Brooklyn Artist Blake Jamieson Makes $46,000 from NFTs Sales in Six Weeks
Jamieson created his arts by using high-resolution images of his previous works and minting them to be uploaded on the NFT marketplaces for sale.
36-year-old Brooklyn artist Blake Jamieson has made over $46,000 in about six weeks from selling (NFTs) Non-fungible tokens. Jamieson started selling his NFTs from the beginning of February till Mid-March on digital art marketplaces like SuperRare and OpenSea.
Over the past weeks, the NFT market has been bubbling with artists, celebrities, and firms making their debuts into the space. Also, there have been several record sales of NFTs since the trend started. Auction company Christie’s became the first to sell an NFT. Bidding for digital art started at $100 on the 25th of February and eventually sold at over $63 million on the 18th of February.
Blake Jamieson Makes $46,000 from NFTs
Jamieson has notable clients for his vibrant paintings. Some of his professional athletes include former National Football League (NFL) running back CJ Anderson. Jamieson got to know about NFTs from his friend, who is also an NFT artist and ex-player of the Major League Baseball, Micah Johnson.
Information provided by SuperRare showed that Jamieson had sold a total of 19 NFTs at $34,765. Also, the platform stated that the artist’s highest sale was $4,772, and the highest average sale price was $2,483. Additionally, Jamieson has sold one NFT of his Lebron James paintings for about $6,500 on OpenSea.
CNBC noted that Jamieson usually sells a piece of his physical art for about $10,000 to $15,000, higher than the prices of his NFTs. Annually, the artist said he makes about $1000,0000 to $150,000. However, in 2020, Jamieson made around $800,000m fueled by his partnership with collectibles company Topps. Topps collaborated with Jamieson, and the artist was commissioned to recreate 20 different iconic baseball cards.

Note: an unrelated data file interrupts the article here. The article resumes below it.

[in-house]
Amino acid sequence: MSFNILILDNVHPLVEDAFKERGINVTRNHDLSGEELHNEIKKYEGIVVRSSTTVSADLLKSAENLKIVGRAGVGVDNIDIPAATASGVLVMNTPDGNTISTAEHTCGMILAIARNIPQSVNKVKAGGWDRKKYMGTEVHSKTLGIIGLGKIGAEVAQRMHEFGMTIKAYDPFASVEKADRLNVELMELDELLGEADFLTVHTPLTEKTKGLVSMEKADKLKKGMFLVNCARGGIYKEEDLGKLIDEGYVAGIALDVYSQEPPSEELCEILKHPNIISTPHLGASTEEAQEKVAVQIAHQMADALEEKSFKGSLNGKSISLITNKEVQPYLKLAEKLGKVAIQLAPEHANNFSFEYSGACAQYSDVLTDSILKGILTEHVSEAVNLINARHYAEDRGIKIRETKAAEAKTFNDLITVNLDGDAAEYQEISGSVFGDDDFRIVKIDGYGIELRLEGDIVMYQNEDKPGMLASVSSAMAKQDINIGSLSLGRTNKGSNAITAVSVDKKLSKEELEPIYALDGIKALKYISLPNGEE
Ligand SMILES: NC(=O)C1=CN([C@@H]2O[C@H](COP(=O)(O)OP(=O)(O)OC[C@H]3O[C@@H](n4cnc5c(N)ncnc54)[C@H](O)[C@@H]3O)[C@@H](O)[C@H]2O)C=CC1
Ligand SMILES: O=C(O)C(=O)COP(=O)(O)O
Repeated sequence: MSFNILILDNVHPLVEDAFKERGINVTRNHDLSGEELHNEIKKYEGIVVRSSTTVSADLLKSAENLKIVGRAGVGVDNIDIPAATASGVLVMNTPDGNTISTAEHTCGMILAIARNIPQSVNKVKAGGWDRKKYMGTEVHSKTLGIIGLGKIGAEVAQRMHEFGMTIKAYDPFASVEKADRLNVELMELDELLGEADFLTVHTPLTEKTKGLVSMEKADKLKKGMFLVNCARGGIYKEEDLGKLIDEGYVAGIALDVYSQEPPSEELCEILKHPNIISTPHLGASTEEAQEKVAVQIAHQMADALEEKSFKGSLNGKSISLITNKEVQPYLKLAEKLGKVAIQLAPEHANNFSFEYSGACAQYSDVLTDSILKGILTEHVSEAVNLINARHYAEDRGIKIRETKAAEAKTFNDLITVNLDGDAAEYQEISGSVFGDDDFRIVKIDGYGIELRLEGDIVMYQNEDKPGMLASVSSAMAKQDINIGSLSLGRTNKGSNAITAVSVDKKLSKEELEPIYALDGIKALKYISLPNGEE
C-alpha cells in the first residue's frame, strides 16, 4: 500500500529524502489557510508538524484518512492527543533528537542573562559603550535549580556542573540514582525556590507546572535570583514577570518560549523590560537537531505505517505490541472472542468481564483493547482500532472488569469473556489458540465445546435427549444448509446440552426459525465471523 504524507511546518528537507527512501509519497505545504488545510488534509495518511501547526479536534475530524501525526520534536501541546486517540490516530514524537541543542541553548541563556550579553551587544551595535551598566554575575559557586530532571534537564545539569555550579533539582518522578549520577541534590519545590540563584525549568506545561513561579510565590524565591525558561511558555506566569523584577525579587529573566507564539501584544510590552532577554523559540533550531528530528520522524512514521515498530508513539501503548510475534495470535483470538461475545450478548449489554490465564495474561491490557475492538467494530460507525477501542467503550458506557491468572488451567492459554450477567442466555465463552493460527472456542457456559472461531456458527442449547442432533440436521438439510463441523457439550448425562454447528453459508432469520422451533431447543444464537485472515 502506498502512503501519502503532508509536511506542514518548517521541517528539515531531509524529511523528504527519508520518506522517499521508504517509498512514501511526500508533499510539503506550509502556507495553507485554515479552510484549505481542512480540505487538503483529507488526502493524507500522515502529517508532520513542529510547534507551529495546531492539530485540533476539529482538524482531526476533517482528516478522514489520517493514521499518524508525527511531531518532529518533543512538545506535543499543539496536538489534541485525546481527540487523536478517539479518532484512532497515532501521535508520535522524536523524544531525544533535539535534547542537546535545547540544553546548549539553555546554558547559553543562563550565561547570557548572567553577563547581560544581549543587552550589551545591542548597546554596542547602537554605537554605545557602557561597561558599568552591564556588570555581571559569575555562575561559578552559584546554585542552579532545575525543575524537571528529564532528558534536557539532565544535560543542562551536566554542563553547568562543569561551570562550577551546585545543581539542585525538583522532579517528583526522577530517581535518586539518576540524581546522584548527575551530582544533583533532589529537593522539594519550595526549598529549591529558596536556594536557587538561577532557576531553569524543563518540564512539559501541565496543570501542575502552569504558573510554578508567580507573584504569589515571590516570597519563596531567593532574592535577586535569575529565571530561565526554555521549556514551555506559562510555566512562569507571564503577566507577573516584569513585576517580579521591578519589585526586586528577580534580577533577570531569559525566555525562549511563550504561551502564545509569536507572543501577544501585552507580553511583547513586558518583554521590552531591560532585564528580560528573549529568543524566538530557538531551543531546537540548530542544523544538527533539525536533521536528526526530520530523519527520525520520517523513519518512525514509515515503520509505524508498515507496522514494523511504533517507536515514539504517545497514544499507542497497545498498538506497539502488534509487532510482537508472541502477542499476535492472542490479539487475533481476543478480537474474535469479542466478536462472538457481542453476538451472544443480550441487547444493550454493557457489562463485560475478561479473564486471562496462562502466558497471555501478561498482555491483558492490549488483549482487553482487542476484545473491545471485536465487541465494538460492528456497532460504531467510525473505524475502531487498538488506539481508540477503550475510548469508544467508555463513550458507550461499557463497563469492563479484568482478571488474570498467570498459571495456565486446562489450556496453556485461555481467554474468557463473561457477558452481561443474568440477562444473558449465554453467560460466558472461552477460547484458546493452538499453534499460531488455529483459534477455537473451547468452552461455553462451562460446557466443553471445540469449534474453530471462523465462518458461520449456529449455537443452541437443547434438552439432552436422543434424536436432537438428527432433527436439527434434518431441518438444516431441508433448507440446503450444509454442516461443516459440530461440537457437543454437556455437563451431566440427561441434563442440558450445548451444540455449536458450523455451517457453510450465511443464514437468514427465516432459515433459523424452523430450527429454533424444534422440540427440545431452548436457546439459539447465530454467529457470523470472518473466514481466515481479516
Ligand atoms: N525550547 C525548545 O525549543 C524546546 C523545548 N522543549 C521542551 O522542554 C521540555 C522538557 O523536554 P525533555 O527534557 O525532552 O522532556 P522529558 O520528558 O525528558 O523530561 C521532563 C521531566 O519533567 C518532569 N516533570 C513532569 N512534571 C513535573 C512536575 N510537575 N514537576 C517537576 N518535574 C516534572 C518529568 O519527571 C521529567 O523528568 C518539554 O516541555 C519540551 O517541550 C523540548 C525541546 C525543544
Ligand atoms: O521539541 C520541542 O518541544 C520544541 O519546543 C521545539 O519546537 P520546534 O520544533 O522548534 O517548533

Despite that he makes lesser than his physical arts via NFTs, Jamieson said that the extra income “makes a huge impact on the business today.”
Speaking on the recent NFTs sales, Jamieson said in a statement:
“I firmly believe that I will be a millionaire in like eight weeks, just because I see the potential of the NFT stuff. I have a really big rolodex of pro-athlete clients and they’re like beating down my door to do this stuff.”
Jamieson’s arts span across athletes’ portraits of abstract paintings. He created his arts by using high-resolution images of his previous works and minting them to be uploaded on the NFT marketplaces for sale. An example is the picture of one of his past paintings, a “trippy, funky” acrylic pour painting. He took pictures of the image sections and listed each as NFTs on the digital art platform SuperRare as a series.
“I was like, ‘Somebody’s going to pay me over $150 for that jpeg of a painting that I painted two years ago and I don’t even think about anymore?’ That gets me more excited,” said he.
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